Contents of this issue:

  • Most seniors not 'college-ready'
  • Schools move to November elections
  • Pontiac wants stimulus flexibility
  • Audit: Millions in waste at DPS
  • Promise Zone work begins in Lansing


KALAMAZOO, Mich. - Only 16 percent of Michigan's Class of 2009 is "college ready," if ACT scores are used as a predictor, according to The Kalamazoo Gazette.

The report said that based on Michigan Department of Education analyses, the majority of college-bound seniors may need at least one remedial class or are at risk of failing college English, social studies, algebra or biology.

For example, of the 5,428 graduates in the Kalamazoo area, fewer than 900 tested as "college-ready" in all four core academic subjects, The Gazette reported. ACT spokesman Ed Colby told The Gazette that the testing company compares actual college success rates with students' previous ACT scores, enabling it to predict the scores needed to earn at least a "C" in college classes.

"People should be concerned," Penny Bundy, admissions director at Western Michigan University and a former ACT official, told The Gazette. "The ACT assessments are very credible, they have longitudinal data to back it up, and they've looked at this issue again and again and again."

Michigan's new, stiffer high school graduation requirements should result in higher ACT scores in coming years, Joseph Martineau, of the Michigan Department of Education, told The Gazette. Other education officials pointed to students who have succeeded in college despite ACT scores that fell below the "college-ready" level.

Urban districts and very small districts appear to have the lowest college-readiness levels, The Gazette reported, some as low as 10 percent. Colby told The Gazette that a recent ACT study showed that college success can be predicted by grades and test scores earned in eighth grade.

The Kalamazoo Gazette, "Only 16% of state grads 'college-ready;' Most high school students lack adequate skills in at least one subject, ACT shows," Aug. 9, 2009

Michigan Education Report, "Will a state-mandated high school curriculum of 18 credits ensure better-prepared students in the 21st Century? No"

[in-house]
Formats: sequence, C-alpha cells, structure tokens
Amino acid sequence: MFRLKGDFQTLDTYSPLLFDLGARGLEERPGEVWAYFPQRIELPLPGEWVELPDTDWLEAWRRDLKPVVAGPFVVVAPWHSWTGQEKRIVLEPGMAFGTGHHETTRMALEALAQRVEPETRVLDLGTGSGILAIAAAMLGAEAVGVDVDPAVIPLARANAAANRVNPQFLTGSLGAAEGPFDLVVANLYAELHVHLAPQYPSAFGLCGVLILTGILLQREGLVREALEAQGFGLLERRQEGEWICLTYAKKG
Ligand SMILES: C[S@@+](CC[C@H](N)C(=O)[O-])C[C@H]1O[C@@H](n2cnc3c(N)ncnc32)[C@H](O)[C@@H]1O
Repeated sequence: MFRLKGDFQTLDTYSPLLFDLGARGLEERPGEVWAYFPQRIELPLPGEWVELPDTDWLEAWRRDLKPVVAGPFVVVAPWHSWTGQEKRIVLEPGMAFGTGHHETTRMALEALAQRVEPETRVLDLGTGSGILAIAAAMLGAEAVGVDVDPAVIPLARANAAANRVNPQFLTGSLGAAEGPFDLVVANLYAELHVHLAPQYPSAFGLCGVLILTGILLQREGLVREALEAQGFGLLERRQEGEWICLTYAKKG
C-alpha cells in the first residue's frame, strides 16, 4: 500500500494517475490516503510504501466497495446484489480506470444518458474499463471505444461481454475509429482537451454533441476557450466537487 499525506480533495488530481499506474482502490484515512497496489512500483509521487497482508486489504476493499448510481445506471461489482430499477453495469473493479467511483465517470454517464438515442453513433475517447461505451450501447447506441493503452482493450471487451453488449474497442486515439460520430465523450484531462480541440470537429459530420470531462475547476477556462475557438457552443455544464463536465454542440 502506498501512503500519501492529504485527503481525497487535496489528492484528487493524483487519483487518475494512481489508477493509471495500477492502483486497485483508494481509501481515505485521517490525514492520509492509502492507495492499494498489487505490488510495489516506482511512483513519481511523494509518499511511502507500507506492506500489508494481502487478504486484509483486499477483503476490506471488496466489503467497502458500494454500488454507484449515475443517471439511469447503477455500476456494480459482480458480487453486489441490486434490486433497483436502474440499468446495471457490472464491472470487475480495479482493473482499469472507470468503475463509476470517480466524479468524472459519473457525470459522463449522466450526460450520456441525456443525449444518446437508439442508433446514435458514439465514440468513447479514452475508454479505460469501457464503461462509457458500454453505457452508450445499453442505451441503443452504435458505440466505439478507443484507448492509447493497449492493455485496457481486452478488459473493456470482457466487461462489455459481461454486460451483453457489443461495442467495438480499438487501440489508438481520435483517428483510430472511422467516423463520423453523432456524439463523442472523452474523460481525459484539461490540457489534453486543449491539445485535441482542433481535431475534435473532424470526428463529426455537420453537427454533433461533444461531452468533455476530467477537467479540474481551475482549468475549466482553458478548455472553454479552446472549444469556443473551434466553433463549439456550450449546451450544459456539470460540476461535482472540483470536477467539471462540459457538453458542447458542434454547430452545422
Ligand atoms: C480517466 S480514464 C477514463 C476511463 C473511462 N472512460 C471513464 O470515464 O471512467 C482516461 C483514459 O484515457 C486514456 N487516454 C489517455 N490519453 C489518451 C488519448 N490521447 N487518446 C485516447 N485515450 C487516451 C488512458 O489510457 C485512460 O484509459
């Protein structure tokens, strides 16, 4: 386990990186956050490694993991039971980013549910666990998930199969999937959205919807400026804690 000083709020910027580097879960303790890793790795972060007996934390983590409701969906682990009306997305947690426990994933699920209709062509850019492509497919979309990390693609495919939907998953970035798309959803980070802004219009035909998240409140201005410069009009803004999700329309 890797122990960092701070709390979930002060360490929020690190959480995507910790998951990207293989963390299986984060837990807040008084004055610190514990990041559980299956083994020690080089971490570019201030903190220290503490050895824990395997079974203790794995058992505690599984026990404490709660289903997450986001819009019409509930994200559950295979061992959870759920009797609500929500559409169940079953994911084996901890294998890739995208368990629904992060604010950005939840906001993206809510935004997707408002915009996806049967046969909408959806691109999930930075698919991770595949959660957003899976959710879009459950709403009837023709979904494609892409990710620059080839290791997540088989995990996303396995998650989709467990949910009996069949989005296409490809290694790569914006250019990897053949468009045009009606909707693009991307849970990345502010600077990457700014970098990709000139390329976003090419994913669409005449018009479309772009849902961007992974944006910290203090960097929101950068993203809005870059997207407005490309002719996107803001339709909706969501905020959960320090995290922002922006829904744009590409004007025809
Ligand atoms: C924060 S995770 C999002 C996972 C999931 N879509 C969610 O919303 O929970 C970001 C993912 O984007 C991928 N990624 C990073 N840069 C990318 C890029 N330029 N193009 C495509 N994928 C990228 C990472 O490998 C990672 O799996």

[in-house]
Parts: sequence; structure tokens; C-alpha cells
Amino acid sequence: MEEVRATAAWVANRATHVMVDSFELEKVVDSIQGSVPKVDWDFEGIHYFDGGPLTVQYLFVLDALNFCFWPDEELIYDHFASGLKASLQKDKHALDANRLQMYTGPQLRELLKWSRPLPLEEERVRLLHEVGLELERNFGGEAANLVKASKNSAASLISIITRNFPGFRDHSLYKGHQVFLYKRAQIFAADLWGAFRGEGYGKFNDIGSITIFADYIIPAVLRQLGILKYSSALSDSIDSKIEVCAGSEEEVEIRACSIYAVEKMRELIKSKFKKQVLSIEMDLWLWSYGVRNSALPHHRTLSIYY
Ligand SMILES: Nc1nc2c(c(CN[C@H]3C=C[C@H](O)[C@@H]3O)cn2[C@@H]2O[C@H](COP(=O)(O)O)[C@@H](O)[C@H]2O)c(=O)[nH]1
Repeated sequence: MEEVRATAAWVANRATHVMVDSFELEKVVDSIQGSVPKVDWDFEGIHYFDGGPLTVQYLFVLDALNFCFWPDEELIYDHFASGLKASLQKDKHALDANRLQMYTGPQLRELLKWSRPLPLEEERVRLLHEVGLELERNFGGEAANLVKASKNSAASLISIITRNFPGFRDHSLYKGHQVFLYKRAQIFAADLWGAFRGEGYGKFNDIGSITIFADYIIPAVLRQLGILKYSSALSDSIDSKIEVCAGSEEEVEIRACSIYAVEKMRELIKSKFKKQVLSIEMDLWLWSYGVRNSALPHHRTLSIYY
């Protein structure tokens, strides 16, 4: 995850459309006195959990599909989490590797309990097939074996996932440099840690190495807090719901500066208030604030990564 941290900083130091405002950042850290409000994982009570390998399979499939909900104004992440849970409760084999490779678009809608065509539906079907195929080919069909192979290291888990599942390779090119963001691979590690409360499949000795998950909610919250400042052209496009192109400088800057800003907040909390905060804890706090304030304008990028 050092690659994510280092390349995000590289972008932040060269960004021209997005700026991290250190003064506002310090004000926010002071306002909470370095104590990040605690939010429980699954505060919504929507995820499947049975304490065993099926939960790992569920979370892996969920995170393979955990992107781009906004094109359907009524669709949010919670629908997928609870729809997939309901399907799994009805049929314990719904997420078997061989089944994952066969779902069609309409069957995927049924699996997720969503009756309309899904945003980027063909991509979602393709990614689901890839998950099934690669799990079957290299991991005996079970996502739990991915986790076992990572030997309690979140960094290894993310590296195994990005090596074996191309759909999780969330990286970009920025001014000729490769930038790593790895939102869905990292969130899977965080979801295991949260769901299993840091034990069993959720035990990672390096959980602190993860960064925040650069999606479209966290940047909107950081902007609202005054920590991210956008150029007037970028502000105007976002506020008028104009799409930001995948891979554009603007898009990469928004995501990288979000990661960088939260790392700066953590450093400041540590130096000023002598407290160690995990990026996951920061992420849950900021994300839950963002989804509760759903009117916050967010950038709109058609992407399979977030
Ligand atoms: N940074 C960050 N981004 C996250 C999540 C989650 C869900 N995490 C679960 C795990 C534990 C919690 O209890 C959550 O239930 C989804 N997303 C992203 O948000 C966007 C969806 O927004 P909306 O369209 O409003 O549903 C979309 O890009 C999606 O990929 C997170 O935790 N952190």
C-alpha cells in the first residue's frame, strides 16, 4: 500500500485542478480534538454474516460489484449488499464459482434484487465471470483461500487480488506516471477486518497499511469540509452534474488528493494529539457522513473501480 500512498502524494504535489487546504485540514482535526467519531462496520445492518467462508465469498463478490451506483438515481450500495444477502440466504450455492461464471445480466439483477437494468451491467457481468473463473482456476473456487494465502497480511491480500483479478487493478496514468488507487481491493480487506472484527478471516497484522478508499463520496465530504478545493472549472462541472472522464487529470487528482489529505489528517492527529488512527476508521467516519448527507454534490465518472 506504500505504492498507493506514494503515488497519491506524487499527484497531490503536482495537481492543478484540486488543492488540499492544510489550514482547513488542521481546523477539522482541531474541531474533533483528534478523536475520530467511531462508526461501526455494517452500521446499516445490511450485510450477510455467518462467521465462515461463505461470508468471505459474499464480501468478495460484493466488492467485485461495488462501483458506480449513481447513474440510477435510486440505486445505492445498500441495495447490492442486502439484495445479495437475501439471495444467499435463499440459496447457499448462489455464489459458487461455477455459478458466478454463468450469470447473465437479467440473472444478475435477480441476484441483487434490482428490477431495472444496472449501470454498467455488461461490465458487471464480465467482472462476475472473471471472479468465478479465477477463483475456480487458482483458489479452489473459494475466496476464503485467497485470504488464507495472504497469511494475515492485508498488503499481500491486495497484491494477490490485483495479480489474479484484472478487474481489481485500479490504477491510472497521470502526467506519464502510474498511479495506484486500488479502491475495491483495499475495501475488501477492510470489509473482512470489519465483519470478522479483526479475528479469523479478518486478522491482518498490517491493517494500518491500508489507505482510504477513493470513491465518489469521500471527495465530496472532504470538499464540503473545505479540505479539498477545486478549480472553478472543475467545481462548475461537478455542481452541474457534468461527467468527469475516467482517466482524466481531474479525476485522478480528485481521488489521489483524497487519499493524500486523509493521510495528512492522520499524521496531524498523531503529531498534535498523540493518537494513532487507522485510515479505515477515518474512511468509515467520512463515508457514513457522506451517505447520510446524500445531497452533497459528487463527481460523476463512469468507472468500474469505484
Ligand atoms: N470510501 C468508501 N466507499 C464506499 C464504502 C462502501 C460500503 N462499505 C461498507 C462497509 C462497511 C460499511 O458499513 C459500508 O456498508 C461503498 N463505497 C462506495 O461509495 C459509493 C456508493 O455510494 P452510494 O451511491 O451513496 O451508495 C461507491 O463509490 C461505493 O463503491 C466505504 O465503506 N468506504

Michigan Education Report, "Study: Over $600 million per year for remedial ed," Nov. 1, 2000


GRAND LEDGE, Mich. - More school districts are moving to cost- saving November elections, according to a report in the Lansing State Journal. Grand Ledge Public Schools is one example; rather than foot the bill for its own spring election, it will share costs with other municipalities in a joint November ballot this year, the Journal reported.

Charlotte Public Schools Superintendent Nancy Hipskind told the Journal that November elections have greater visibility.

"I think sometimes the other election date people kind of lose track of, but there's usually enough going on at the November election that they usually have some awareness of that," Hipskind told the Journal.

Williamston Community Schools moved to November elections in 2008, but when a recreation millage failed on that ballot the district returned to voters this May, the Journal reported. The millage passed in May, though voter turnout was significantly lower, according to the Journal.

"We needed decisions from the community in order to be able to make budget decisions for this upcoming school year," Superintendent Joel Raddatz told the Journal.

Lansing State Journal, "Schools moving elections to save cash," Aug. 6, 2009

Mackinac Center for Public Policy, "Secret Ballot?" May 22, 2006


PONTIAC, Mich. - The Pontiac School District budget for 2009- 2010 rests on using stimulus dollars in a way that is not allowed, according to school officials, and the district as well as Oakland Schools may hire two legal firms in an effort to persuade the federal government to relax the rules, The Macomb Daily reported.

Pontiac has reduced spending by $16 million, but has another $7.6 million to go in order to make payroll and continue operations in the coming year, the report said. It wants to shift stimulus funds allocated to the Title I program for disadvantaged children into the general operations budget to cover the overspending, according to The Daily.